I am also a fan of adding some small descrip­tive text under con­trols that are not imme­di­ate­ly under­stood by their label, to help explain what they do.

Oh, sor­ry, also, you might want to use the reg­u­lar size slid­er con­trols, instead of the small. With extra space added in and around them, they won’t look as huge as they would jammed togeth­er. They should match the size of the labels.

Good luck!

Posted by
Philip (flip) Kromer
8 July 2008 @ 8pm


Con­sid­er using desat­u­rat­ed (pas­tel) col­ors by default: (see Tufte’s “Visu­al Expla­na­tions” p 76 or “Envi­sion­ing Infor­ma­tion” p 91: ) Pro­fes­sion­al maps use mut­ed pas­tel col­ors for areas of large cov­er­age, and so should we.

There are three fun­da­men­tal dimen­sions of col­or, and they are not Redness/Blueness/Greenness. Humans find mean­ing in tran­si­tions along Hue (red-green-blue), sat­u­ra­tion (bright-pas­tel-gray) and val­ue (white — earthy — black), and it’s best to con­strain each data dimen­sion thought­ful­ly to a col­or dimension.

This is a beau­ti­ful tool: The three bars on the top far right con­trol Hue, Sat­u­ra­tion and Val­ue respec­tive­ly — mess around with them and see how the col­ors change. I made a sam­ple palette: My rea­son­ing * “Idle time” is emp­ty — it should be trans­par­ent, or the back­ground col­or. * “nice” time is “back­ground, innocu­ous, calm” — it should be a very desat­u­rat­ed sky blue. * “User time” is what you care about. It’s assumed­ly spent doing what you want it do do, so go with green. It should be promi­nent but not pushy, so make it semi-sat­u­rat­ed * “Sys­tem time” is usu­al­ly a prob­lem — you bought your machine to run pro­grams, not ker­nel. So it’s red, and it’s a bit loud­er. * We want to see the com­pe­ti­tion between user time and sys­tem time, so start with two well-sep­a­rat­ed col­ors. So that’s hue and sat­u­ra­tion: two axes, con­vey­ing two vari­ables (hue=segment, sat=urgency). As for val­ue: if this thing sits in front of you it should be audi­ble but not deaf­en­ing. Let’s give each col­or the same val­ue (bright­ness), and let’s set it to 70%, which is the fore­ground col­or of a safari win­dow (90%, the back­ground col­or, seemed intense).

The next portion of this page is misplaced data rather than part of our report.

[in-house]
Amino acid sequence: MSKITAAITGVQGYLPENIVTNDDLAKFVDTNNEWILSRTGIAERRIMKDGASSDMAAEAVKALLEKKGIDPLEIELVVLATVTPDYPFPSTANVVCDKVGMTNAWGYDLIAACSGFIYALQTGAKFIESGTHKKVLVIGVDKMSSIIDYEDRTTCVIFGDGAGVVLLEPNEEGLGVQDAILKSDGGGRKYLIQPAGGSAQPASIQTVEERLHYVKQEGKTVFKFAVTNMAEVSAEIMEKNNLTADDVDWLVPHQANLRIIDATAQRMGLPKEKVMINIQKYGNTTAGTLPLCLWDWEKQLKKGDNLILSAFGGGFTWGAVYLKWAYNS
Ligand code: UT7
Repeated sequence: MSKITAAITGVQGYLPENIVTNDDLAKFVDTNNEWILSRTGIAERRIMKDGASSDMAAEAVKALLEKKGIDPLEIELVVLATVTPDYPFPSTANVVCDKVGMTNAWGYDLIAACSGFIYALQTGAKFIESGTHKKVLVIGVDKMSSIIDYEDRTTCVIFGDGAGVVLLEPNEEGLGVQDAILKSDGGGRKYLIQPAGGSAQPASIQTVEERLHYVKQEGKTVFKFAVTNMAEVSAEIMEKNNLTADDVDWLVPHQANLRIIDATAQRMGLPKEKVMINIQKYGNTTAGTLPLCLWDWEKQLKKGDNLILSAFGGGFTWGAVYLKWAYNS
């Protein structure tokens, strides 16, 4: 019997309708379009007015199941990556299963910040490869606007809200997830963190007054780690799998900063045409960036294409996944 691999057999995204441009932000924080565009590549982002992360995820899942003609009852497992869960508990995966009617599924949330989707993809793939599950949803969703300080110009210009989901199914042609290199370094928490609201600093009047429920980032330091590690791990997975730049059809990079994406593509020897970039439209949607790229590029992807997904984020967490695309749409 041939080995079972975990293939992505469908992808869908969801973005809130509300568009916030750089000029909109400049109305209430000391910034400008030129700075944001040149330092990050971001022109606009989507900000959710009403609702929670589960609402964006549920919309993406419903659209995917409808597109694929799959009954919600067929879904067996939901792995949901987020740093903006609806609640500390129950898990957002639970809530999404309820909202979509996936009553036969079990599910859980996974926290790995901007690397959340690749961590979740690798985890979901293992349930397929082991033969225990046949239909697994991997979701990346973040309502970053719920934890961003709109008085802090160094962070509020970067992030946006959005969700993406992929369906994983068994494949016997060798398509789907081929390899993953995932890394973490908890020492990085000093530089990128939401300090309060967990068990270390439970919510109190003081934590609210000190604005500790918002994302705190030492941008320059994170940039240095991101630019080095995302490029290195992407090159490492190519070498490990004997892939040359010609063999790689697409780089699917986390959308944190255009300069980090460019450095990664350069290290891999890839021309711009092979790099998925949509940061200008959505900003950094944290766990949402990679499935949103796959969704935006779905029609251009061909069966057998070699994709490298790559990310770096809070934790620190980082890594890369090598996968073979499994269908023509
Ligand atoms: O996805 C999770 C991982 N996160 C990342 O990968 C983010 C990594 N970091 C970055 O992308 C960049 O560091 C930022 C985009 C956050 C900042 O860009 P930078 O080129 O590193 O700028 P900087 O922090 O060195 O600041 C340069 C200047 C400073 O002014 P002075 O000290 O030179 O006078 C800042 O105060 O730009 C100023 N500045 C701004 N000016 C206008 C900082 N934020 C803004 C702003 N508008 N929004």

This won’t be your actu­al palette, but if you start think­ing of the col­ors in per­cep­tu­al rather than RGB terms your pro­gram will be pret­ti­er and more mean­ing­ful. Some­one with a bet­ter eye than mine could cer­tain­ly fix the bal­ance of hues… 

So all that blath­er and we still have red/green/blue: my point is that you should choose three taste­ful shades that bear mean­ing and chuck the col­or con­trols. A future ver­sion could inten­si­fy each seg­men­t’s col­or sat­u­ra­tion as its sys­tem bur­den climbs.…


  • I don’t find “Size in dock” or “Bar Width” that inter­est­ing. A prin­ci­ple of infor­ma­tion design is to “Max­i­mize your data ink”. The graph can fill its full dock slot, so it should; and the bar gaps car­ry no infor­ma­tion (the bot­tom of each water­fall shows its axis) so they should be omit­ted alto­geth­er. Now, a con­trol to occu­py two or three dock slots would be inter­est­ing, but I bet there’s bet­ter uses of your time than crawl­ing through the under­bel­ly of the API.

For resiz­ing in gen­er­al, how­ev­er, the best inter­faces are direct inter­faces:‑seat-control-that You can toss out that whole dia­log box if you put a dash­board-style (i)nformation-please but­ton in the cor­ner to expose adjust­ment handles.